By Matthew Santamaria (firstname.lastname@example.org)
In Watertown, South Dakota, Jody Niemann Priest has a brave and strong son. His name is Wyatt Niemann. He is only sixteen-years-old and has a smile that will turn your day around.
Wyatt does not let a disease take control of his life.
Wyatt was diagnosed with Juvenile Huntington’s disease (JHD). This is a fatal genetic disorder that causes the progressive breakdown of nerve cells in the brain. It deteriorates a person’s physical and mental abilities usually during their prime working years and has no cure. Compared to adult onset Huntington’s disease (HD), JHD has a more rapid progression rate that adult onset HD. JHD affects teenagers and children.
At the age of five-years-old, his father passed away due to complications from HD. Each child of a parent with HD has a 50/50 chance of inheriting the faulty gene that causes Huntington’s disease. Today, there are approximately 30,000 symptomatic Americans and more than 200,000 at-risk of inheriting the disease.
Wyatt has developed symptoms of JHD. The symptoms of Huntington’s disease are described as having ALS, Parkinson’s and Alzheimer’s – simultaneously. Symptoms of JHD include stiffness of the legs, clumsiness of arms and legs, decline in cognitive function, changes in behavior, seizures, and changes in oral motor function, chorea in an adolescent, and behavioral disturbances.
“Since he was diagnosed, Wyatt has had a progressive loss of coordination,” Jody explains. “He frequently loses his balance and has had numerous falls. His ambulation now is mostly assisted with a gait belt and uses a wheelchair for longer distances. He needs to be fed due to inability to hold onto silverware and is no longer able to write or keyboard. He has a full time para-professional with him at school and attends regular high school.”
According to Jody, her son stands out amongst the crowd because nobody in the school system is diagnosed with JHD or HD which results in limited resources for him.
However, in school, Wyatt is one of the popular kids. According to Jody, she is amazed with how the kids go out of their way to help Wyatt. He was on the honor roll at his school.
“He is in the band and plays the tambourine,” said Jody. “Despite all Wyatt's physical limitations and his difficulty with speech (very slurred, difficulty with articulation), Wyatt has an active life and chooses to join many activities and participate to the best of his abilities. I like to say that Wyatt has JHD but he's so much more that!”
Wyatt is in the Boy Scouts. He is currently at Life Scout rank and is working his way towards Eagle Scout. From first to eighth grade, he has been a part of Destination Imagination, volunteer-led educational non-profit organization that teaches 21st century skills and STEM principles by collaborative problem solving challenges to kindergarten through university level students.
With Destination Imagination, he traveled last year to Tennessee for the Global Tournament. This is the culmination event of every Destination Imagination season that consists of more than 17,000 people attending the event.
“He participates in the Special Olympics in swimming and bowling where he has earned first place ribbons at Regional Tournaments and earned three gold medals and a silver medal at the recent State Special Olympics Equestrian Tournament,” said Jody.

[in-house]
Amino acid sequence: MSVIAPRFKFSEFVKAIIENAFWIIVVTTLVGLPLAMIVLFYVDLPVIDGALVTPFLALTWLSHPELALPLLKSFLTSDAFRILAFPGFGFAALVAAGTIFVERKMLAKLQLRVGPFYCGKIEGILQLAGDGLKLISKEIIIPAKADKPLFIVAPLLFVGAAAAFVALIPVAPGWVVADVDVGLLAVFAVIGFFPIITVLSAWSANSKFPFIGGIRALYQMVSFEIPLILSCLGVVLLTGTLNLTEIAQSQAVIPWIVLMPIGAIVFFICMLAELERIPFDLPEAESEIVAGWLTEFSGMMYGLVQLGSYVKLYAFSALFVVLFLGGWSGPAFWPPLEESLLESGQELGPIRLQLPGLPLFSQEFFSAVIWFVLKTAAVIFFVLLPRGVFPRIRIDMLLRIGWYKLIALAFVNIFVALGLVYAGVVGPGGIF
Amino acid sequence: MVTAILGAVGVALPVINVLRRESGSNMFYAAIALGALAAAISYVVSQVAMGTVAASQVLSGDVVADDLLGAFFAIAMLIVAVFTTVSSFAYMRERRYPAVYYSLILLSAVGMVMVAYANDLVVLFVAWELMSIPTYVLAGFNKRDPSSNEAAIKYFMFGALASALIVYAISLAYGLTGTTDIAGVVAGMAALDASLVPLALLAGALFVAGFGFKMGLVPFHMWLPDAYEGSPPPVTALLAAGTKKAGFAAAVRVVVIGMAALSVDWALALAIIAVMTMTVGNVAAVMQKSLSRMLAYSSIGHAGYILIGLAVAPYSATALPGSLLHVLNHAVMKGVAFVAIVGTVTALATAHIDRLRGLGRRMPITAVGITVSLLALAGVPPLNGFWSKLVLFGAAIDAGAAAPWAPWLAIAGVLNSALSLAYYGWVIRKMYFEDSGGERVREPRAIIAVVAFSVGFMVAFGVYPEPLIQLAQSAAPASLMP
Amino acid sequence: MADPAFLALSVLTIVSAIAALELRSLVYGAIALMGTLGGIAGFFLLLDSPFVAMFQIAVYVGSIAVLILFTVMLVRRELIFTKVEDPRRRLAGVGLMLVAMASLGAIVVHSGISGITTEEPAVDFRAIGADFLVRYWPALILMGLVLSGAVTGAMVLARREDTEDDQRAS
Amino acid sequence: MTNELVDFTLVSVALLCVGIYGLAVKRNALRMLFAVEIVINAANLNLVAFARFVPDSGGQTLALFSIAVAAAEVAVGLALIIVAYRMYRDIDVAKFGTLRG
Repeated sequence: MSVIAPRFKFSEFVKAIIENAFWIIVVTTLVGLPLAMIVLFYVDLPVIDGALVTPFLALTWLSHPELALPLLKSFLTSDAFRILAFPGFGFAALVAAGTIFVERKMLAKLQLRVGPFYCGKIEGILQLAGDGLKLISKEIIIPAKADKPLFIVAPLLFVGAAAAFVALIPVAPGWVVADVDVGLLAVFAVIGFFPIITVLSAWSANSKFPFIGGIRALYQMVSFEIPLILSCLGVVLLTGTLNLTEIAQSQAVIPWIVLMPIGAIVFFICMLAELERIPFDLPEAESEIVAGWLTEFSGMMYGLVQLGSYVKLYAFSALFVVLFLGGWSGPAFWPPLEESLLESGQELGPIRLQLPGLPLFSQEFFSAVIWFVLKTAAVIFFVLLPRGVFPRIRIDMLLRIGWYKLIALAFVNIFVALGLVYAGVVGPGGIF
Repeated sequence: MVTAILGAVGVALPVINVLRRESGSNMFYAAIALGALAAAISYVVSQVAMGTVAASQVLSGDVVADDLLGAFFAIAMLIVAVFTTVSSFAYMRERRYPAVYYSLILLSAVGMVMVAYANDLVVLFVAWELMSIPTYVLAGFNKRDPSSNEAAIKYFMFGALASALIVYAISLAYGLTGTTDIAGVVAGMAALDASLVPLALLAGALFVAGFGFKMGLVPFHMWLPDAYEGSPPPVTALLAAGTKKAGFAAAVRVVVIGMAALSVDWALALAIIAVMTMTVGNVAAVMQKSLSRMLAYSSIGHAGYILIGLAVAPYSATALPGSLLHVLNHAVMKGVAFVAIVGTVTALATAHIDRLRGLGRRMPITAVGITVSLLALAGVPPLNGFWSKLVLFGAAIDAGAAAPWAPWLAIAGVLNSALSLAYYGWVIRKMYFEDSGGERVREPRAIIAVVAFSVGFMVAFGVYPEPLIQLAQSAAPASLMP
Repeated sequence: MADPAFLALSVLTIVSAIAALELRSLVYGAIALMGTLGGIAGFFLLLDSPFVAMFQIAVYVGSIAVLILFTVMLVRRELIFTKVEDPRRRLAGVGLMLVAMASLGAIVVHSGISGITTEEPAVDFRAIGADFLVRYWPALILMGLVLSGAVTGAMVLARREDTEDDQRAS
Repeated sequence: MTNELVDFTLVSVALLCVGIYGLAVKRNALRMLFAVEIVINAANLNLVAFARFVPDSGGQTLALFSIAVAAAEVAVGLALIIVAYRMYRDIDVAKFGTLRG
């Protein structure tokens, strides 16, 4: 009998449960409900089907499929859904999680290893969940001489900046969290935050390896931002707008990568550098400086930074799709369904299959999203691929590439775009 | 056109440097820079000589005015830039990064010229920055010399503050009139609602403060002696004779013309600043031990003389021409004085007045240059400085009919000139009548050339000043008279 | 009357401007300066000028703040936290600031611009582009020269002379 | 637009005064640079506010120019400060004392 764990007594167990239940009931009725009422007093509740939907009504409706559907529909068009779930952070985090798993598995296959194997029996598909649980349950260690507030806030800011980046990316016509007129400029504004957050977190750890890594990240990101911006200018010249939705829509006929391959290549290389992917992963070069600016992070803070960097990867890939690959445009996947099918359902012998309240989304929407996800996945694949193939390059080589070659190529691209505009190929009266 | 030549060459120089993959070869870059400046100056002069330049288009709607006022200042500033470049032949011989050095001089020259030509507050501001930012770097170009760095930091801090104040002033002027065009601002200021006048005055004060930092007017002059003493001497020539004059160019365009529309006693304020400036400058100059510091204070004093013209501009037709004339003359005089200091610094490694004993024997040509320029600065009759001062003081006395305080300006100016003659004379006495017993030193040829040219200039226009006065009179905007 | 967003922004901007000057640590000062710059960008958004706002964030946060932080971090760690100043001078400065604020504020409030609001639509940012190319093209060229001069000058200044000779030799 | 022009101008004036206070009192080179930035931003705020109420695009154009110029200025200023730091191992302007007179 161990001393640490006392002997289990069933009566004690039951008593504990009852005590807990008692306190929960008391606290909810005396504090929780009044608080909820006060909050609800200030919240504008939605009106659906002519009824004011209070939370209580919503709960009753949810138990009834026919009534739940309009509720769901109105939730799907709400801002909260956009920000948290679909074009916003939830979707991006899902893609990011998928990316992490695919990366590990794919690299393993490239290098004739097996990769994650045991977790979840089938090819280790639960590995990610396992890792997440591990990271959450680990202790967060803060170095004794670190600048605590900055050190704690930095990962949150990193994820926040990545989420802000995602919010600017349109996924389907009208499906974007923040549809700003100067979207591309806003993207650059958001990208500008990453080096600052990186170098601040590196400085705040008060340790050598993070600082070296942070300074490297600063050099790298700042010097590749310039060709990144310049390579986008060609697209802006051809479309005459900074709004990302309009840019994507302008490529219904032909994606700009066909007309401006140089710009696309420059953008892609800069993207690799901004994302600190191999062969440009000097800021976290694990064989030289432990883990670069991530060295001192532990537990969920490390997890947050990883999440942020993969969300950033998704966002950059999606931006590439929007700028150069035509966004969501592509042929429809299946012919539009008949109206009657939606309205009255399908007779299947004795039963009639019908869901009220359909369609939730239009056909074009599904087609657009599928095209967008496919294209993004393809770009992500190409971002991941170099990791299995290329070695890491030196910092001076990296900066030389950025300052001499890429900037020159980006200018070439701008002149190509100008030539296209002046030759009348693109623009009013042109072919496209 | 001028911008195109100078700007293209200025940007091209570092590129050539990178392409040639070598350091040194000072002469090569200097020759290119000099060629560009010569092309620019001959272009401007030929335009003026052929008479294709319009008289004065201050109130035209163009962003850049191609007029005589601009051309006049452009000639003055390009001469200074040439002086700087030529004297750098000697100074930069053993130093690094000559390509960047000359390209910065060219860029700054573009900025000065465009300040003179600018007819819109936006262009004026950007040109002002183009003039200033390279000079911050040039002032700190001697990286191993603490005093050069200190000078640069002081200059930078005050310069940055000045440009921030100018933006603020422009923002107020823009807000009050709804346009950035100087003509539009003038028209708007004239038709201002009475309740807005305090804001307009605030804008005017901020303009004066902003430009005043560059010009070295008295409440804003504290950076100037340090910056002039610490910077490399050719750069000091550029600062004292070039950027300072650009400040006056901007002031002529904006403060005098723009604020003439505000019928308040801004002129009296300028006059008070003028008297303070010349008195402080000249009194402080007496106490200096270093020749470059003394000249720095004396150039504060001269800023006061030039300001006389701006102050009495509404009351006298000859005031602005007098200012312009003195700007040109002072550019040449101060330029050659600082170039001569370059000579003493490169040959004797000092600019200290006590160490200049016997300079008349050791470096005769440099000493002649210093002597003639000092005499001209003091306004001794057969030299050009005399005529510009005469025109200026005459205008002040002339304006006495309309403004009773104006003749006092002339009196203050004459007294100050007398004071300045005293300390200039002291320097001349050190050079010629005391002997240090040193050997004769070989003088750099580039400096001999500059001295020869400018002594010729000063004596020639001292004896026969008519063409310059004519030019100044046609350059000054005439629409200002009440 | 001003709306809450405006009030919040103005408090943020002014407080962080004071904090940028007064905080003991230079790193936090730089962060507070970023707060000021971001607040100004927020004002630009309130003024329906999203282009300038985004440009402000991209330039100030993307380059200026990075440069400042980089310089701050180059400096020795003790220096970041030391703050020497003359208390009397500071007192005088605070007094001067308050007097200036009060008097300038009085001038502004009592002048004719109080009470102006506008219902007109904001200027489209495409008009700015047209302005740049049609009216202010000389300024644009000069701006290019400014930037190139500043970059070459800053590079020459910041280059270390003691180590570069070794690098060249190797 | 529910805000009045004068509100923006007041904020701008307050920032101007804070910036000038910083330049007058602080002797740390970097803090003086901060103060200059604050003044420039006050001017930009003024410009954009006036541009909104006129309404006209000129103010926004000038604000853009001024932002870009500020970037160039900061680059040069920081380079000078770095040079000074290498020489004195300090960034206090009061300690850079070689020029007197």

Wyatt and his family are active in the HD Community. Each year, they attend the Sioux Falls, South Dakota Team Hope Walk. The Team Hope Walk Program
is HDSA’s signature grassroots fundraising campaign designed to provide hope and support for those touched by this devastating disease. Since their inception in 2007, it has occurred in more than 100 different cities. His family also attends support group.
“He has worked with the University of South Dakota first year medical students in learning about neurological disorders and JHD symptoms undergoing physical assessments from the students and acing the memory portion of the Mini-Mental State Examination,” said Jody.
Wyatt continues to enjoy the little things in life.
“He loves all animals, has visited numerous zoos and aquariums and gives love to our two dogs, cat, turtles and fish.”
Jody and Wyatt have a message for the HD Community:
“Despite the challenges of JHD, which we can't change, we choose to be positive and enjoy life and get the most out of each day. The participation has changed as Wyatt's condition changes but his willing attitude and contagious smile win over this disease.”
Huntington’s disease is a fatal genetic disorder that causes the progressive breakdown of nerve cells in the brain. It deteriorates a person’s physical and mental abilities usually during their prime working years and has no cure. Each child of a parent with HD has a 50/50 chance of inheriting the faulty gene that causes Huntington’s disease. Today, there are approximately 30,000 symptomatic Americans and more than 200,000 at-risk of inheriting the disease. The symptoms of Huntington’s disease are described as having ALS, Parkinson’s and Alzheimer’s – simultaneously.
The Huntington’s Disease Society of America is the premier nonprofit organization dedicated to improving the lives of everyone affected by HD. From community services and education to advocacy and research, HDSA is the world’s leader in providing help for today and hope for tomorrow for people with HD and their families.
To learn more about Huntington’s disease and the work of the Huntington’s Disease Society of America, visit www.HDSA.org or call 1(800)345-HDSA. This is a story featuring a personal experience with Huntington’s disease.
If you would like to have your story told please contact Matthew Santamaria at email@example.com